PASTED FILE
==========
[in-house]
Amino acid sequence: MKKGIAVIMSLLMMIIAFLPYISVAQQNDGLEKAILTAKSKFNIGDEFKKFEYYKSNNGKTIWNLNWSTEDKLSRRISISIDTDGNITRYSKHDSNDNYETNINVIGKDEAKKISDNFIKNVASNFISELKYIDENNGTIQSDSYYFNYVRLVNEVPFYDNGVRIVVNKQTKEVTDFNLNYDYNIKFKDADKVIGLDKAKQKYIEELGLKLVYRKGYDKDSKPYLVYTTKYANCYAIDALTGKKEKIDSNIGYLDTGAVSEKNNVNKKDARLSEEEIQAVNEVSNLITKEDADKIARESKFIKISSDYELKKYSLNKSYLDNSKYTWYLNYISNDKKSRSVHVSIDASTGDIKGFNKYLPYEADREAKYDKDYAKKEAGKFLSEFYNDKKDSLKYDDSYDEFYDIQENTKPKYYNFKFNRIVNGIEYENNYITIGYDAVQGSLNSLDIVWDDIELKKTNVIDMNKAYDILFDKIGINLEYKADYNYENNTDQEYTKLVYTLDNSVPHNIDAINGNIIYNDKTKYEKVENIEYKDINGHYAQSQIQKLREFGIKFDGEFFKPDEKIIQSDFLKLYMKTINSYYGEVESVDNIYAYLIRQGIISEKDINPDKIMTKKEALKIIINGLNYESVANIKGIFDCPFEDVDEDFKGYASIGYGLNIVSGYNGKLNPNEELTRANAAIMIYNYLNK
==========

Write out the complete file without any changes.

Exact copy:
[in-house]
Amino acid sequence: MKKGIAVIMSLLMMIIAFLPYISVAQQNDGLEKAILTAKSKFNIGDEFKKFEYYKSNNGKTIWNLNWSTEDKLSRRISISIDTDGNITRYSKHDSNDNYETNINVIGKDEAKKISDNFIKNVASNFISELKYIDENNGTIQSDSYYFNYVRLVNEVPFYDNGVRIVVNKQTKEVTDFNLNYDYNIKFKDADKVIGLDKAKQKYIEELGLKLVYRKGYDKDSKPYLVYTTKYANCYAIDALTGKKEKIDSNIGYLDTGAVSEKNNVNKKDARLSEEEIQAVNEVSNLITKEDADKIARESKFIKISSDYELKKYSLNKSYLDNSKYTWYLNYISNDKKSRSVHVSIDASTGDIKGFNKYLPYEADREAKYDKDYAKKEAGKFLSEFYNDKKDSLKYDDSYDEFYDIQENTKPKYYNFKFNRIVNGIEYENNYITIGYDAVQGSLNSLDIVWDDIELKKTNVIDMNKAYDILFDKIGINLEYKADYNYENNTDQEYTKLVYTLDNSVPHNIDAINGNIIYNDKTKYEKVENIEYKDINGHYAQSQIQKLREFGIKFDGEFFKPDEKIIQSDFLKLYMKTINSYYGEVESVDNIYAYLIRQGIISEKDINPDKIMTKKEALKIIINGLNYESVANIKGIFDCPFEDVDEDFKGYASIGYGLNIVSGYNGKLNPNEELTRANAAIMIYNYLNK